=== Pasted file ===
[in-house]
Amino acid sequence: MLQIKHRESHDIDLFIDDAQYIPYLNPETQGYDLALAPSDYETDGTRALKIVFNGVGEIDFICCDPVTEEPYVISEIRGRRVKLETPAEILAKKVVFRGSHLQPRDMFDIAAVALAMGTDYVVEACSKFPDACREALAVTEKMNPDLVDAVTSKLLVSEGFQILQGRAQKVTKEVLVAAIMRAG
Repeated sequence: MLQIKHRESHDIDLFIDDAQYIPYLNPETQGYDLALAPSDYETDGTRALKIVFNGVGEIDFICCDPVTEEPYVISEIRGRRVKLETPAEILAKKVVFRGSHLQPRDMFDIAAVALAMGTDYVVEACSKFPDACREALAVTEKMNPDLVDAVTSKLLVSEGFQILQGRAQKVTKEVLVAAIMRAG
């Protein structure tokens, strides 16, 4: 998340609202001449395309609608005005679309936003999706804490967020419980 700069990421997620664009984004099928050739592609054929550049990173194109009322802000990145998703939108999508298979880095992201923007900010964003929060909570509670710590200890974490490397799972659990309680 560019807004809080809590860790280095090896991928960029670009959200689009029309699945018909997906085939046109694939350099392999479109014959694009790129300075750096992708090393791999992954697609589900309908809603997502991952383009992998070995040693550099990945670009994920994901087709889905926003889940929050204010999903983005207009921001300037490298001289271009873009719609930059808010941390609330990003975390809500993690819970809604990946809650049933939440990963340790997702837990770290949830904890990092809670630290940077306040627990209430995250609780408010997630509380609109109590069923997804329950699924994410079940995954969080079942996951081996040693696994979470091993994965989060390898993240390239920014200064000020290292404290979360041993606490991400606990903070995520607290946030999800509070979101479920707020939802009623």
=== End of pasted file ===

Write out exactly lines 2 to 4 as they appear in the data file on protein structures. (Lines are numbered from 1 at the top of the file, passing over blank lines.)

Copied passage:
Amino acid sequence: MLQIKHRESHDIDLFIDDAQYIPYLNPETQGYDLALAPSDYETDGTRALKIVFNGVGEIDFICCDPVTEEPYVISEIRGRRVKLETPAEILAKKVVFRGSHLQPRDMFDIAAVALAMGTDYVVEACSKFPDACREALAVTEKMNPDLVDAVTSKLLVSEGFQILQGRAQKVTKEVLVAAIMRAG
Repeated sequence: MLQIKHRESHDIDLFIDDAQYIPYLNPETQGYDLALAPSDYETDGTRALKIVFNGVGEIDFICCDPVTEEPYVISEIRGRRVKLETPAEILAKKVVFRGSHLQPRDMFDIAAVALAMGTDYVVEACSKFPDACREALAVTEKMNPDLVDAVTSKLLVSEGFQILQGRAQKVTKEVLVAAIMRAG
């Protein structure tokens, strides 16, 4: 998340609202001449395309609608005005679309936003999706804490967020419980 700069990421997620664009984004099928050739592609054929550049990173194109009322802000990145998703939108999508298979880095992201923007900010964003929060909570509670710590200890974490490397799972659990309680 560019807004809080809590860790280095090896991928960029670009959200689009029309699945018909997906085939046109694939350099392999479109014959694009790129300075750096992708090393791999992954697609589900309908809603997502991952383009992998070995040693550099990945670009994920994901087709889905926003889940929050204010999903983005207009921001300037490298001289271009873009719609930059808010941390609330990003975390809500993690819970809604990946809650049933939440990963340790997702837990770290949830904890990092809670630290940077306040627990209430995250609780408010997630509380609109109590069923997804329950699924994410079940995954969080079942996951081996040693696994979470091993994965989060390898993240390239920014200064000020290292404290979360041993606490991400606990903070995520607290946030999800509070979101479920707020939802009623």